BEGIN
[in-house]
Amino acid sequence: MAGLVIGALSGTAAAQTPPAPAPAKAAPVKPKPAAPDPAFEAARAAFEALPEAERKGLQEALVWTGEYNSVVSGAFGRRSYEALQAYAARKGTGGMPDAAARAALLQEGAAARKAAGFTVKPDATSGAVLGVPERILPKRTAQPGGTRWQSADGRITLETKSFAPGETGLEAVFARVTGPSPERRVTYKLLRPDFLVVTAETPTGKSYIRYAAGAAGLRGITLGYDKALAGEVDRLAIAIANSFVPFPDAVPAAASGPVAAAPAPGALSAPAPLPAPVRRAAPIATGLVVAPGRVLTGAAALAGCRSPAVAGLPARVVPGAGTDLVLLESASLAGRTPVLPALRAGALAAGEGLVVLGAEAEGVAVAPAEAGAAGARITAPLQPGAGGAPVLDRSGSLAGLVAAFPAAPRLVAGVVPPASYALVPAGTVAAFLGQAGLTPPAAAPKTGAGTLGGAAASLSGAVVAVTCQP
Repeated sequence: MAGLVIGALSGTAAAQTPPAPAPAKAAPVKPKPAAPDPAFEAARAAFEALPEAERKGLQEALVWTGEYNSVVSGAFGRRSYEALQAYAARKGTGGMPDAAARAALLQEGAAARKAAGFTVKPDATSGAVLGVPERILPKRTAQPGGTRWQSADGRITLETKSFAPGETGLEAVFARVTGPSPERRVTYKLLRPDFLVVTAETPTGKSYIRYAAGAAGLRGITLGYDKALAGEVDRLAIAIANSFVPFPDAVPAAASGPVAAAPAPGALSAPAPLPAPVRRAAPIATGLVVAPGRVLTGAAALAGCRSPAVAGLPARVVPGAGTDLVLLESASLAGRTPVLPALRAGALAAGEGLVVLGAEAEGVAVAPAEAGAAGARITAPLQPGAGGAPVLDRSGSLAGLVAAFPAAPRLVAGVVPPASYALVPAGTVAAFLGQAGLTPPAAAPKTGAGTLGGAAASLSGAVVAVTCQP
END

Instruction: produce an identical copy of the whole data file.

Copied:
[in-house]
Amino acid sequence: MAGLVIGALSGTAAAQTPPAPAPAKAAPVKPKPAAPDPAFEAARAAFEALPEAERKGLQEALVWTGEYNSVVSGAFGRRSYEALQAYAARKGTGGMPDAAARAALLQEGAAARKAAGFTVKPDATSGAVLGVPERILPKRTAQPGGTRWQSADGRITLETKSFAPGETGLEAVFARVTGPSPERRVTYKLLRPDFLVVTAETPTGKSYIRYAAGAAGLRGITLGYDKALAGEVDRLAIAIANSFVPFPDAVPAAASGPVAAAPAPGALSAPAPLPAPVRRAAPIATGLVVAPGRVLTGAAALAGCRSPAVAGLPARVVPGAGTDLVLLESASLAGRTPVLPALRAGALAAGEGLVVLGAEAEGVAVAPAEAGAAGARITAPLQPGAGGAPVLDRSGSLAGLVAAFPAAPRLVAGVVPPASYALVPAGTVAAFLGQAGLTPPAAAPKTGAGTLGGAAASLSGAVVAVTCQP
Repeated sequence: MAGLVIGALSGTAAAQTPPAPAPAKAAPVKPKPAAPDPAFEAARAAFEALPEAERKGLQEALVWTGEYNSVVSGAFGRRSYEALQAYAARKGTGGMPDAAARAALLQEGAAARKAAGFTVKPDATSGAVLGVPERILPKRTAQPGGTRWQSADGRITLETKSFAPGETGLEAVFARVTGPSPERRVTYKLLRPDFLVVTAETPTGKSYIRYAAGAAGLRGITLGYDKALAGEVDRLAIAIANSFVPFPDAVPAAASGPVAAAPAPGALSAPAPLPAPVRRAAPIATGLVVAPGRVLTGAAALAGCRSPAVAGLPARVVPGAGTDLVLLESASLAGRTPVLPALRAGALAAGEGLVVLGAEAEGVAVAPAEAGAAGARITAPLQPGAGGAPVLDRSGSLAGLVAAFPAAPRLVAGVVPPASYALVPAGTVAAFLGQAGLTPPAAAPKTGAGTLGGAAASLSGAVVAVTCQP